Probably the least unique word to describe one’s brand is, well, “unique.” Almost everyone says they are but saying and being are two different animals. What’s more, some businesses and organizations can’t even identify to themselves what’s truly different about them among their competitors.
While we sometimes question our own personal “normalcy” (does anyone else feel/think/act this way, or is it just me?), that is the very self-conscious question businesses should be asking themselves. Does anyone else feel/think/act as we do? If the answer is no, that’s cause for great celebration (at least from a marketing standpoint) because that genuine distinction is the foundation upon which absolutely everything about your brand is built.
But…what if you don’t know how you’re different, or even if you are? Again, there is a lot of ground between saying you’re unique, believing it and, ultimately, proving it. You can almost hear Chrissie Hynde of the Pretenders belting out “Brass in Pocket”: I’m special, so special, I gotta have some of your attention; give it to me! But how?
For every not, there’s an “is”
Sometimes it’s best to discover who or what your brand is by knowing what it’s not. For example, if you’re a small company with only a few (albeit dedicated and talented) employees, you wouldn’t make promises or claims that could only be delivered by a large staff. You’re not a big company, and that’s more than okay. It might just be better and exactly what your prospects are looking for.
Staying with our size example, because your company is not big, it is likely nimble, flexible, less bureaucratic and more customer-centric. When you’re assessing what your brand is not, always look on the other side of the mirror to see what it is.
Lead with who you are
While understanding what you’re not is crucial, be sure to meet prospects with confidence in who you are. Make sure that what you share about your brand is memorable and credible. Knowing how to pitch your truly unique brand also means knowing what your prospective customer wants. Easier said than done – not just in determining what they want, but also in knowing what you can deliver. Sometimes we are too close to our brands to discern that distinctive quality that really makes us stand out. A helpful approach might be to poll your current customers about what they like most (and least) about your brand or start insightful conversations online.
Get it on the table
For starters, sit down with your team (preferably away from the workplace) and make a list of your company’s pros and cons, strengths/weaknesses, is/is not’s. Talk openly and honestly about everything, from the clothing you wear to the way you answer your business line, the effort you bring to a client meeting, the quality of your product or service, and the manner and time frame in which it’s delivered. Nothing is too inconsequential in this important time of self-discovery.
Assign roles to your team
In the “mini-retreat” described above, decide whose role will be what going forward, once free discussion has concluded. Some of these roles might include:
o The Research Assistant: This is the one (or more) who identifies prospects and their needs and gathers information about your competitors’ strengths and shortcomings.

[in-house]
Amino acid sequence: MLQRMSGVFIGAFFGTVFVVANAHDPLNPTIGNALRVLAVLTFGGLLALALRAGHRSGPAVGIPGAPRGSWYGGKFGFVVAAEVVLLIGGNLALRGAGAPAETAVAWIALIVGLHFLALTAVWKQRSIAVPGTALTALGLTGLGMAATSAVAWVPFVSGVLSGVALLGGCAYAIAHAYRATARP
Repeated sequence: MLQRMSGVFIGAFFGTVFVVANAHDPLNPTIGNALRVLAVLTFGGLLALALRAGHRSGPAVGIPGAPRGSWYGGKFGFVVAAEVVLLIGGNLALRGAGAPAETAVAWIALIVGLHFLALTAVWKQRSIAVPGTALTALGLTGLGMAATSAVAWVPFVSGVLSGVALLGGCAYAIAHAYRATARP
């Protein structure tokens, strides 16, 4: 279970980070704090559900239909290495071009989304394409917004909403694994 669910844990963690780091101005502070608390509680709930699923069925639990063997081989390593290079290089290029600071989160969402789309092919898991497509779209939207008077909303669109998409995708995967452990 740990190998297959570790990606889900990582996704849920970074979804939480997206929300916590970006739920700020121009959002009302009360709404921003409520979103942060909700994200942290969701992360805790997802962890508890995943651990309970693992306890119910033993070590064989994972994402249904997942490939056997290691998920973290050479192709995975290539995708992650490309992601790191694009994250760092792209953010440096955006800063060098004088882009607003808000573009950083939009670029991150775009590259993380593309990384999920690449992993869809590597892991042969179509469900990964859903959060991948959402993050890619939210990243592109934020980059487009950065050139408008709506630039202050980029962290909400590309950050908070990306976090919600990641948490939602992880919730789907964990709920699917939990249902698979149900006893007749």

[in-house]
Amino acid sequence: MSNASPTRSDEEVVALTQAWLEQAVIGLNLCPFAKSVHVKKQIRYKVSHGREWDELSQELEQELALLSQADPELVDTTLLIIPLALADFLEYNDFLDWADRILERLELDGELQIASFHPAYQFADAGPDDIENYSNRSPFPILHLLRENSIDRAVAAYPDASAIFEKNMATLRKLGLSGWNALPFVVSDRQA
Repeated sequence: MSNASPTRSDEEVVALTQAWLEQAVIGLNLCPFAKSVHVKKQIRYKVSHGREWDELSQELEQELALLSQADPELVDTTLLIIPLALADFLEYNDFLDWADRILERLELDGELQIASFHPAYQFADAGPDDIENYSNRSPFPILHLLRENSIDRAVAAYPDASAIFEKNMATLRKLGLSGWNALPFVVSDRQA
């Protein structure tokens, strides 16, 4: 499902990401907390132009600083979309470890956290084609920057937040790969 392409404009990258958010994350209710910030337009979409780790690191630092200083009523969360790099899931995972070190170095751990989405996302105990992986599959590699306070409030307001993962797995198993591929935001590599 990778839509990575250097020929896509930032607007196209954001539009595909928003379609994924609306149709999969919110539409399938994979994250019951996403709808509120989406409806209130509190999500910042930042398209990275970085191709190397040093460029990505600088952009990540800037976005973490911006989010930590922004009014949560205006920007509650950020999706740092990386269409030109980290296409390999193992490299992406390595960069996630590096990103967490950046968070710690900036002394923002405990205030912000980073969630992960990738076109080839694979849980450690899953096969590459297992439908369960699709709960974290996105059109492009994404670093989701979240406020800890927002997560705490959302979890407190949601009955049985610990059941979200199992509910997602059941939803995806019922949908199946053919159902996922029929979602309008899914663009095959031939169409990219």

o The Sleuth: This is the “secret shopper” who engages first-hand with your competition to investigate what it does well and what could be improved.
o The Demonstrator: This is the person who is most comfortable pitching to potential customers the value of your brand and how it can benefit that particular prospect. This person may vary, depending on what is being presented.
o The Truth Teller: This is everyone on your team offering an honest assessment of what could change or be improved in your company. You can offer your suggestions anonymously, if this is more comfortable. Again, don’t hesitate to solicit your current customers’ opinions, too.
Be experts in a niche area
Many brands specialize in fulfilling a specific consumer need. Take every opportunity through every available means (and there are many!) to let customers and prospects know why you can be trusted as the niche expert they seek.
Focus on purpose
Here’s a great example, provided by author Jesse Lyn Stoner, of focusing on purpose: “When I’m at a cocktail party and someone asks me what I do, I have a choice about whether I want to talk to them or not. If I say, ‘I’m a consultant,’ their eyes glaze over, and they move on to the next person. If I say, ‘I help leaders and their teams create a shared vision and put it into action,’ they’re usually curious and begin to ask questions.” Focus on the end-result or experience your brand makes happen, not the services or products you provide.
Don’t copy, and don’t be copied
While knowing what your competition is up to is always good marketing practice, trying to replicate it will likely result in lackluster results and an identity crisis. Choosing a different angle within your particular industry is a more productive – and distinctive – tactic. For example, when Progressive Insurance developed a tool that allowed adjusters to immediately and accurately provide claims assistance at the site of an accident, it distinguished itself among the insurance giants and has since enjoyed great commercial success.
On the other side of the coin, don’t allow your own brand to be replicated. Once you’ve created and perfected an attribute that is truly exceptional, make sure it’s not something others can just as easily do. Pinpoint what is timeless and time-honored about your brand and ensure that your entire team makes showcasing and strengthening that asset their number one priority.
Our team of experts can help you discover what’s unique to you and, once identified, make the very most of your special qualities.
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